The National Center for Quality Afterschool

Helping local practitioners and state education agencies develop high-quality and balanced programs

Afterschool Lesson Plan Database

Search

# Lesson Plan

Data Analysis and Probability: Race to the Finish
 Subject: Math Grade span: K to 2 Duration: At least 10 minutes
This lesson was excerpted from the Afterschool Training Toolkit under the promising practice: Math Games

Description:

This sample lesson is one example of how you can implement Math Games. In this activity, students roll number cubes to move a bicyclist toward the finish line, and then create a chart showing the frequency of the numbers rolled.

Learning Goals:

• Count with understanding and recognize "how many" in sets of objects
• Develop a sense of whole numbers and represent and use them in flexible ways
• Understand data and how data can be represented in bar graphs
• Connect number words and numerals to the quantities they represent, using physical models and representations on number cubes
• Develop fluency with basic number combinations for addition

Materials:

• Finish Line Game Board (PDF) (Please print this PDF file.)
• Water color, dry erase, or overhead markers
• Dice for each small group

Preparation:

• Copy game board. Laminate or cover with clear contact paper.
• If you plan to introduce the game to the whole group, make an overhead copy of game board.

What to Do:

• Set the game up, making sure that all students can see the game board (an overhead projector might prove useful).
• Have students select a number (1-12) that they will cheer for; each number represents a cyclist on the board game.
• Ask students to predict who will win and why.
• Provide two number cubes and have students take turns rolling dice.
• After each roll, students add the two numbers rolled and mark with an x in the next empty space above the bicyclist whose number corresponds with the sum of the two numbers rolled.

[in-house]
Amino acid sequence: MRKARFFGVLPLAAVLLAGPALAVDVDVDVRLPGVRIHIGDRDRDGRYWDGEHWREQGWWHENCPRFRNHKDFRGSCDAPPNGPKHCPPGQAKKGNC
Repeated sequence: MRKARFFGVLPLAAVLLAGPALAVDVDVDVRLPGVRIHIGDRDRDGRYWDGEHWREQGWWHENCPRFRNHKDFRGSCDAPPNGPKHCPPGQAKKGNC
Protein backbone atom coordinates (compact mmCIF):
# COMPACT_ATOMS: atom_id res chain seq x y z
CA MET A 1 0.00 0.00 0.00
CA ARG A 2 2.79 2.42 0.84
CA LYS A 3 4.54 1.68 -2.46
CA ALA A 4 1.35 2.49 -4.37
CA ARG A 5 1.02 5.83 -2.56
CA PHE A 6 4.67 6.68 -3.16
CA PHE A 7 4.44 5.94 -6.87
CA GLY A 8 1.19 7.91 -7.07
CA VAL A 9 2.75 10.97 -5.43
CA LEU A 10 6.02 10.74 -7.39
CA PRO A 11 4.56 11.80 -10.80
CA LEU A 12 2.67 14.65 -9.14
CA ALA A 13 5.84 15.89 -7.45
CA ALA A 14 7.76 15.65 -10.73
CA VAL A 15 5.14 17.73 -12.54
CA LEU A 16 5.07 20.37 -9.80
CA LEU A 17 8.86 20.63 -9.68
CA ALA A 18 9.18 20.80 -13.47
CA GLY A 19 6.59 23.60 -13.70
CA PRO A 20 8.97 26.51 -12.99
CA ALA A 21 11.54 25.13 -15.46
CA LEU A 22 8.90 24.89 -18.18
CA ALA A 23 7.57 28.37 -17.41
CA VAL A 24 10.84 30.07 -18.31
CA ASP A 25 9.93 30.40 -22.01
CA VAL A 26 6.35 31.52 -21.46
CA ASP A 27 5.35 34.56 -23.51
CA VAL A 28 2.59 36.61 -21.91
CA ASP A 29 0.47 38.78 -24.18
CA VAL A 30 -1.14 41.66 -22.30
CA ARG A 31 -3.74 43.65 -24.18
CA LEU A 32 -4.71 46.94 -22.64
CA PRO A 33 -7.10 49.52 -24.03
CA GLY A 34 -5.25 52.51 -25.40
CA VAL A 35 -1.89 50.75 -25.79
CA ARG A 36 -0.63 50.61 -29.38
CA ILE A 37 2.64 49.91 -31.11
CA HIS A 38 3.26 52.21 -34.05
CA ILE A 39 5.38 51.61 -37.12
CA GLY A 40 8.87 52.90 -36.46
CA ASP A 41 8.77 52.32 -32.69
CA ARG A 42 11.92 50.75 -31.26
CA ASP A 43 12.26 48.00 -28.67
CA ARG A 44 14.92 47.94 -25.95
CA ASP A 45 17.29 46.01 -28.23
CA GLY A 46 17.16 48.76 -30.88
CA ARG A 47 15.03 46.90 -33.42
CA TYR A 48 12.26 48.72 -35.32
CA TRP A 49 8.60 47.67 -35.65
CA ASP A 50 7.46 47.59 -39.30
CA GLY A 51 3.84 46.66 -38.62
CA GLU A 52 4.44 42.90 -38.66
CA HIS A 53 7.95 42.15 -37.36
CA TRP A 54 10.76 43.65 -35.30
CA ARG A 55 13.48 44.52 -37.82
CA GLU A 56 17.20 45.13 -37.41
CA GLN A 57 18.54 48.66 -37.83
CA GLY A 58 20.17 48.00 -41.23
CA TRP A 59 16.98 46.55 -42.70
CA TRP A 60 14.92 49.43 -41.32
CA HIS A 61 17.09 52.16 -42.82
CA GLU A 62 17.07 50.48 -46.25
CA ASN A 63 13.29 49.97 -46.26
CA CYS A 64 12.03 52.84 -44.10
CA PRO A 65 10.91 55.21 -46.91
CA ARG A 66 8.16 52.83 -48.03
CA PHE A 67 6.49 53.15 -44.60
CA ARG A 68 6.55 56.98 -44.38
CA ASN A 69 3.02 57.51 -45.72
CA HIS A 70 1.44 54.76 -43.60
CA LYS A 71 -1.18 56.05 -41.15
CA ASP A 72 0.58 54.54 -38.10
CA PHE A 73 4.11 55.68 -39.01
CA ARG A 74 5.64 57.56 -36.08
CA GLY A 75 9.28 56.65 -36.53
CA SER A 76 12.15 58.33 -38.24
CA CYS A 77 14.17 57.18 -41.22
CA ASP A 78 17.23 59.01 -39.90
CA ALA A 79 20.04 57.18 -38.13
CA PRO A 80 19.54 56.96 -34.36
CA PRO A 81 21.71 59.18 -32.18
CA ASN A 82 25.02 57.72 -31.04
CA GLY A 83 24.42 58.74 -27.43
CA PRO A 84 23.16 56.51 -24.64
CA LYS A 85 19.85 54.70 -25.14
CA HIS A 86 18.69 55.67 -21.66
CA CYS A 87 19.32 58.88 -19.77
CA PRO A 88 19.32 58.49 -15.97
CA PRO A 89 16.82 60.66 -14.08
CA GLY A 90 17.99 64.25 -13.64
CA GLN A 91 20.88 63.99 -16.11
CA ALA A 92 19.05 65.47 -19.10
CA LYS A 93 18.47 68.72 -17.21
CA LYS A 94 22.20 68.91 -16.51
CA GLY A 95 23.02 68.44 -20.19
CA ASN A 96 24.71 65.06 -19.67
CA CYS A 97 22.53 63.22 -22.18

• Each x represents the bicyclist moving closer toward the finish line.
• Students continue taking turns rolling the cubes and charting the outcome until one of the bicyclists reaches the finish line.
• As students play, encourage them to predict who they think will win, who is ahead, and why. Ask questions throughout and after the game. See Teaching Tips for sample questions.

Teaching Tips:

As students play, ask guiding questions to assess students' understanding. Use the sample questions below or develop your own:

During Play:
• Who is ahead? Which bicyclist is in first place right now? Who is in second place? How far behind is the second place bicyclist? How do you know?
• How far from the finish line is bicyclist 5?
• Which bicyclist moves ahead this roll? How do you know?
• How many times have you rolled a 5? How do you know?
After Play:
• For whom did you cheer in this game? If you play the game again, are you going to pick this bicyclist to cheer on again?
• Which bicyclists are more/ less likely to win? Why?
• Will bicyclist number one ever win? How do you know?

Evaluate (Outcomes to look for):

• Student engagement and participation
• Comments and answers that reflect that students can use their charts to discuss the bicyclists' standings in the race
• Comments, answers, and choices that reflect an understanding of impossible and more/less likely outcomes
• Students counting with understanding and recognizing "how many" in sets of objects